Trading with the Enemy: The Making of US Export Control Policy toward the People's Republic of China by Hugo MeijerTrading with the Enemy: The Making of US Export Control Policy toward the People's Republic of China by Hugo Meijer

Trading with the Enemy: The Making of US Export Control Policy toward the People's Republic of China

byHugo Meijer

Hardcover | March 15, 2016

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In light of the intertwining logics of military competition and economic interdependence at play in US-China relations, Trading with the Enemy examines how the United States has balanced its potentially conflicting national security and economic interests in its relationship with the People'sRepublic of China (PRC). To do so, Hugo Meijer investigates a strategically sensitive yet under-explored facet of US-China relations: the making of American export control policy on military-related technology transfers to China since 1979. Trading with the Enemy is the first monograph on thisdimension of the US-China relationship in the post-Cold War. Based on 199 interviews, declassified documents, and diplomatic cables leaked by Wikileaks, two major findings emerge from this book. First, the US is no longer able to apply a strategy of military/technology containment of China in the same way it did with the Soviet Union during the Cold War. Thisis because of the erosion of its capacity to restrict the transfer of military-related technology to the PRC. Secondly, a growing number of actors in Washington have reassessed the nexus between national security and economic interests at stake in the US-China relationship - by moving beyond theCold War trade-off between the two - in order to maintain American military preeminence vis-a-vis its strategic rivals. By focusing on how states manage the heterogeneous and potentially competing security and economic interests at stake in a bilateral relationship, this book seeks to shed light onthe evolving character of interstate rivalry in a globalized economy, where rivals in the military realm are also economically interdependent.
Dr Hugo Meijer (Ph.D., Sciences Po, Paris) is Lecturer in Defense Studies at King's College London, UK. He is also Research Associate at Sciences Po-CERI. Previously, he was postdoctoral research fellow at the Strategic Research Institute of the French Military Academy (IRSEM), France, and Visiting Scholar at the Sigur Center for Asian...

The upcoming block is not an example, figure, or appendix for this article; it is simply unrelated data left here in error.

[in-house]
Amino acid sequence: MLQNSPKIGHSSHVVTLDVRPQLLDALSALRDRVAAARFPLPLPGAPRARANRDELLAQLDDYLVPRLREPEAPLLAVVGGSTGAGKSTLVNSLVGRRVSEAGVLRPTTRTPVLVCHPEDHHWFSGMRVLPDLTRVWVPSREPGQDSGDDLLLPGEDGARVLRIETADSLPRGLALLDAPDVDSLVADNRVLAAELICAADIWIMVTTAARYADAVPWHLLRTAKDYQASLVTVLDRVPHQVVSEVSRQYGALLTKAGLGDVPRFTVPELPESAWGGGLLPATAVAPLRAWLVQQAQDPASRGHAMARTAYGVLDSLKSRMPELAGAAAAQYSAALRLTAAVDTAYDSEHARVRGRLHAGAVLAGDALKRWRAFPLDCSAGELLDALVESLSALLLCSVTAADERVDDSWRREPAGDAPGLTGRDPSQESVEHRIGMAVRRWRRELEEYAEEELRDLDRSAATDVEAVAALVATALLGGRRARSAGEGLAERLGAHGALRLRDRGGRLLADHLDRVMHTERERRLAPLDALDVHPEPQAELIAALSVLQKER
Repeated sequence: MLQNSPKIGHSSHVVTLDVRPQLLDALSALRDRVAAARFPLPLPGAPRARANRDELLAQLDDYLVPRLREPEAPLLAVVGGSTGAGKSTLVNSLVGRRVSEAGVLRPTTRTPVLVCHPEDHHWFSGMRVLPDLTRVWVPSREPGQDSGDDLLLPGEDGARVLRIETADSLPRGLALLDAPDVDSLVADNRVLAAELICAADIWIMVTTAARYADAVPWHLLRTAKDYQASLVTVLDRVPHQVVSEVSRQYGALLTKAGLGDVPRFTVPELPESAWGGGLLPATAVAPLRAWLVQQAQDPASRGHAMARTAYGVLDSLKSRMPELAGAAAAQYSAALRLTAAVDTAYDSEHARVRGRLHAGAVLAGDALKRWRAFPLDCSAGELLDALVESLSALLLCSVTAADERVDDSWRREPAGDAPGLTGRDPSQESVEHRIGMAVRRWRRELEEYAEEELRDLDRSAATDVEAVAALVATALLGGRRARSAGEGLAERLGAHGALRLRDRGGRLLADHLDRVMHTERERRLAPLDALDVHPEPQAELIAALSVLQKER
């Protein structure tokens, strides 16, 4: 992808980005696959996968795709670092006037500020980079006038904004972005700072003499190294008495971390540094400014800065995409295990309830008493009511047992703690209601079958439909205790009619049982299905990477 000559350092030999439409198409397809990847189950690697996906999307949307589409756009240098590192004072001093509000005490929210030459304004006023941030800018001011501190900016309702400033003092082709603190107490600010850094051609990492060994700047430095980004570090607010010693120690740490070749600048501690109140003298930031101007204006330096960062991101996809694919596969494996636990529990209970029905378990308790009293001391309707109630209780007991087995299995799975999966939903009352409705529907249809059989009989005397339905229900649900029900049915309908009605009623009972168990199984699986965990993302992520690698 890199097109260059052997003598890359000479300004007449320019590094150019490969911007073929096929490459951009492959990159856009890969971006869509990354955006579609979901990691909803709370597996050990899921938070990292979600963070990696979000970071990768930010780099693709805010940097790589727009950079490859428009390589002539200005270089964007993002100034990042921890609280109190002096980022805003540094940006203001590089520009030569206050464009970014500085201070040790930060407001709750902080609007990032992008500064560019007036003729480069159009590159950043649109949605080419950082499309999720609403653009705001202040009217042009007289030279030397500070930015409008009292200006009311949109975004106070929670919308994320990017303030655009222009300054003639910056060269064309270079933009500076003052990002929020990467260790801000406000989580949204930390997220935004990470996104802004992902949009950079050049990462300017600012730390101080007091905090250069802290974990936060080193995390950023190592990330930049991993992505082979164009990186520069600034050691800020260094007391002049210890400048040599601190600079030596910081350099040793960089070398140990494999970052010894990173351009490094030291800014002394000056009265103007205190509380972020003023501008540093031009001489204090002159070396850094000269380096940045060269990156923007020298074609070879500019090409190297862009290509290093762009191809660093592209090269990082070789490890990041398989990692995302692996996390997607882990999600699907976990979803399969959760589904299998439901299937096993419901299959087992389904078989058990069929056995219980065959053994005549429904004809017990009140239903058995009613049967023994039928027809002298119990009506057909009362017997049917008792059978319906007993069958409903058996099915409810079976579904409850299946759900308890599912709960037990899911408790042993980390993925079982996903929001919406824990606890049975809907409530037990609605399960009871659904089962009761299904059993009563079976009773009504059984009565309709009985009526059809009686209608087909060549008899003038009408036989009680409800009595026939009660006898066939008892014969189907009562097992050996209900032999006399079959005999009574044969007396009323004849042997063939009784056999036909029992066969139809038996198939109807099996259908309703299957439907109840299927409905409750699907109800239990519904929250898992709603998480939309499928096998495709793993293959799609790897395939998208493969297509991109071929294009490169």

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Title:Trading with the Enemy: The Making of US Export Control Policy toward the People's Republic of ChinaFormat:HardcoverDimensions:416 pages, 9.25 × 6.12 × 0.98 inPublished:March 15, 2016Publisher:Oxford University PressLanguage:English

The following ISBNs are associated with this title:

ISBN - 10:0190277696

ISBN - 13:9780190277697

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Table of Contents

PrefaceAcknowledgmentsList of AbbreviationsIntroductionPart I: The Strategic Triangle and US Technology Transfers to the PRC during the Cold War1. From the Korean War to Normalization: US Export Controls Prior to 19792. US-China Military Cooperation in the Last Decade of the Cold WarPart II: The Legacy of Tiananmen. Technology Controls in the Post-Cold War Era3. The Rise of China and the Collapse of COCOM4. Key Actors and Coalitions in the 1990s: the Rise of the Run Faster Coalition5. Supercomputers, Telecommunications Equipment and China's Military Modernization6. The Chinagate, the Cox Report, and Communication SatellitesPart III: China's Military Build-Up and US Export Controls in the 21st Century7. China's Military Modernization and Foreign Technology Acquisition8. The PLA and Dual-Use Information and Communications Technologies9. Communications Satellites and the China Quagmire10. The China Rule and the China "Threat"ConclusionBibliographyIndex

Editorial Reviews

"As geo-strategic and military competition grows between the United States and China, the greatest rivalry will take place in the strategic and dual-use high technology domain. Even as they contest for influence and dominance in the South China Sea and cyberspace, the overall race for globalleadership will ultimately be decided in terms of technological innovation, industrial capacity, and economic sustainability. Hugo Meijer does a great service in shedding considerable light and providing analytical clarity in addressing this hugely complex issue. This is essential reading for anyonelooking to understand the dynamics and long-term prospects for US-China strategic competition." --Tai Ming Cheung, University of California San Diego